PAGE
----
In every celebration of the Eucharist, there should be a sufficient number of ministers of Holy Communion so that it may be distributed in a reverent and orderly manner. Bishops, priests and deacons distribute Holy Communion in virtue of their office as ordinary ministers of the Body and Blood of the Lord. When the size of the congregation or the incapacity of the bishop, priest, or deacon requires it, the celebrant may be assisted by other bishops, priests, or deacons. If such ordinary ministers of Holy Communion are not present, "the priest may call upon extraordinary ministers to assist him, i.e., duly instituted acolytes or even other faithful who have been deputed for this purpose. In case of necessity, the priest may also depute suitable faithful for this single occasion (GIRM 162)."
Extraordinary Ministers of Holy Communion should receive sufficient spiritual, theological, and practical preparation to fulfill their role with knowledge and reverence. In all matters they should follow the guidance of the diocesan bishop (Norms for the Distribution and Reception of Holy Communion Under Both Kinds for the Dioceses of the United States of America, NDRHC, no. 28). When recourse is had to Extraordinary Minister of Holy Communion, especially in the distribution of Holy Communion under both kinds, their number should not be increased beyond what is required for the orderly and reverent distribution of the Body and Blood of the Lord. In all matters such Extraordinary Ministers of Holy Communion should follow the guidance of the diocesan bishop (IBID).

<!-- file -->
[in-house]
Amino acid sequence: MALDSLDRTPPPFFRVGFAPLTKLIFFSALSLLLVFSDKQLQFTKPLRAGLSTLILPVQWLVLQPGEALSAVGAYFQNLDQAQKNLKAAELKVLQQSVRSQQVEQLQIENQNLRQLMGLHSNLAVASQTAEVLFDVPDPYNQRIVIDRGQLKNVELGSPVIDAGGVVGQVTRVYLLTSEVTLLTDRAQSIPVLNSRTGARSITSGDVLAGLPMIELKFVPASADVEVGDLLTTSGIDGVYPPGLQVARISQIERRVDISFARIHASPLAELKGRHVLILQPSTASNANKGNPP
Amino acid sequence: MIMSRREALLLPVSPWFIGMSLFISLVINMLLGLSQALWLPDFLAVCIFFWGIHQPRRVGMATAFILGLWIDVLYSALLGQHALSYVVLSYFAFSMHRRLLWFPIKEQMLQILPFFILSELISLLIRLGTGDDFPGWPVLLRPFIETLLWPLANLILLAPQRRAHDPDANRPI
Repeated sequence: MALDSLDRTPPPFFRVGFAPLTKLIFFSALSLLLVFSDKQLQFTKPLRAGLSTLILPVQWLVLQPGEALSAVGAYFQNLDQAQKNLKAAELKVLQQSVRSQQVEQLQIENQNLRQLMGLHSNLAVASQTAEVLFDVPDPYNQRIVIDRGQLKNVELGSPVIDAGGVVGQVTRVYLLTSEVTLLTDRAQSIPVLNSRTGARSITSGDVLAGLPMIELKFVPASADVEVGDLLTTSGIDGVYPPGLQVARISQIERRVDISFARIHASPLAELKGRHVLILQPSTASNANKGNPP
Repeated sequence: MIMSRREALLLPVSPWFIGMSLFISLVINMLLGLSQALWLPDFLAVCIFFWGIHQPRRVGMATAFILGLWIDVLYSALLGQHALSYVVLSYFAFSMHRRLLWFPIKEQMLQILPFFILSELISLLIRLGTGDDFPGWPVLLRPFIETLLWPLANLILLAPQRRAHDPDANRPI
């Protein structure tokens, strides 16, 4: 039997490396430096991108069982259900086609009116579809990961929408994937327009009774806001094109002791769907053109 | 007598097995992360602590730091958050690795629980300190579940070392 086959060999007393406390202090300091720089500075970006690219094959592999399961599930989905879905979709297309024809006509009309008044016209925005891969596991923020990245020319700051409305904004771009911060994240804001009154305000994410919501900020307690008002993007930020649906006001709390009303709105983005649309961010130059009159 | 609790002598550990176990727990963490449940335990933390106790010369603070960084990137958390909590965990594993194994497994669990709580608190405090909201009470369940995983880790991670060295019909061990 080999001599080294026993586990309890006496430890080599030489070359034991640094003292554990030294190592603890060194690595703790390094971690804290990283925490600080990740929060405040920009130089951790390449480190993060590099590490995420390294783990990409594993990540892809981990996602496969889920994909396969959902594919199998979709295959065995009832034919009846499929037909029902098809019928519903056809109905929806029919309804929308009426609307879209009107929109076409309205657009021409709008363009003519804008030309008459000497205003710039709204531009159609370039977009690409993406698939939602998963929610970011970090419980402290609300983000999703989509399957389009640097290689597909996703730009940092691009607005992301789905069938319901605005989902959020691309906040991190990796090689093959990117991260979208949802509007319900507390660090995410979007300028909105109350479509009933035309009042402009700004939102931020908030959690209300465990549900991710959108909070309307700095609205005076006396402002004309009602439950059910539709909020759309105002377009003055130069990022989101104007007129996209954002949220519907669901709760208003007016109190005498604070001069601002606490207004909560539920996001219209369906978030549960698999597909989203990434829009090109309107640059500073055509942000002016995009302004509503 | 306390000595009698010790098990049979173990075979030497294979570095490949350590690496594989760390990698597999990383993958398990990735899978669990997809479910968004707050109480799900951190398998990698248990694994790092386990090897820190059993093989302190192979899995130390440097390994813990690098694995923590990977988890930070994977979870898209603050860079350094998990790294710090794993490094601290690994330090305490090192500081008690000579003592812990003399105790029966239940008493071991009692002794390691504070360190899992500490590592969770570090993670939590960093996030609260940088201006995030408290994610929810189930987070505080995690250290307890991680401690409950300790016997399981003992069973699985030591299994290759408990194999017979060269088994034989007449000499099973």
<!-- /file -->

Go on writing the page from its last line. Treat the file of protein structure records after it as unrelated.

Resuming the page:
All ministers of Holy Communion should show the greatest reverence for the Most Holy Eucharist by their demeanor, their attire, and the manner in which they handle the consecrated bread or wine. Should there be any mishap--as when, for example, the consecrated wine is spilled from the chalice--then the affected "area . . . should be washed and the water poured into the sacrarium [ GIRM, 280]." (NDRHC, 29).
Liturgy of the Eucharist
- The extraordinary ministers of Holy Communion approach the altar during the Agnus Dei or Lamb of God. After the priest has concluded his own Communion, he distributes Communion to the extraordinary ministers, assisted by the deacon, and then hands the sacred vessels to them for distribution of Holy Communion to the people.
- The proper and only permissible form for distributing Holy Communion is to offer the consecrated bread by saying, "The Body of Christ" and to offer the consecrated wine by saying, "The Blood of Christ." No other words or names should be added; and the formula should not be edited in any way. (Cf. GIRM, 161; 284-287).
- If the Eucharistic bread or some particle of it falls, it should be picked up reverently by the minister. The consecrated bread may be consumed or completely dissolved in water before being poured down the sacrarium.
- Should there be any mishap, for example, if the consecrated wine is spilled from the chalice, the area should be washed and the water poured into the sacrarium.
- In those instances when there remains more consecrated wine than was necessary, if needs dictate, Extraordinary Ministers of Holy Communion may consume what remains of the Precious Blood from their cup of distribution. The amount of wine to be consecrated should be carefully measured before the celebration so that none remains afterward. It is strictly forbidden to pour the Precious Blood into the ground or into the sacrarium. (NDRHC, 51-55).
- Similarly, "consecrated hosts are to be reserved in a ciborium or vessel in sufficient quantity for the needs of the faithful; they are to be frequently renewed and the old hosts properly consumed" (Code of Canon Law, no. 939). Burying hosts or consecrated Eucharistic bread is strictly forbidden.
Please contact the Parish Office if you are interested in serving as an Extra Ordinary Minister of Holy Communion or for more.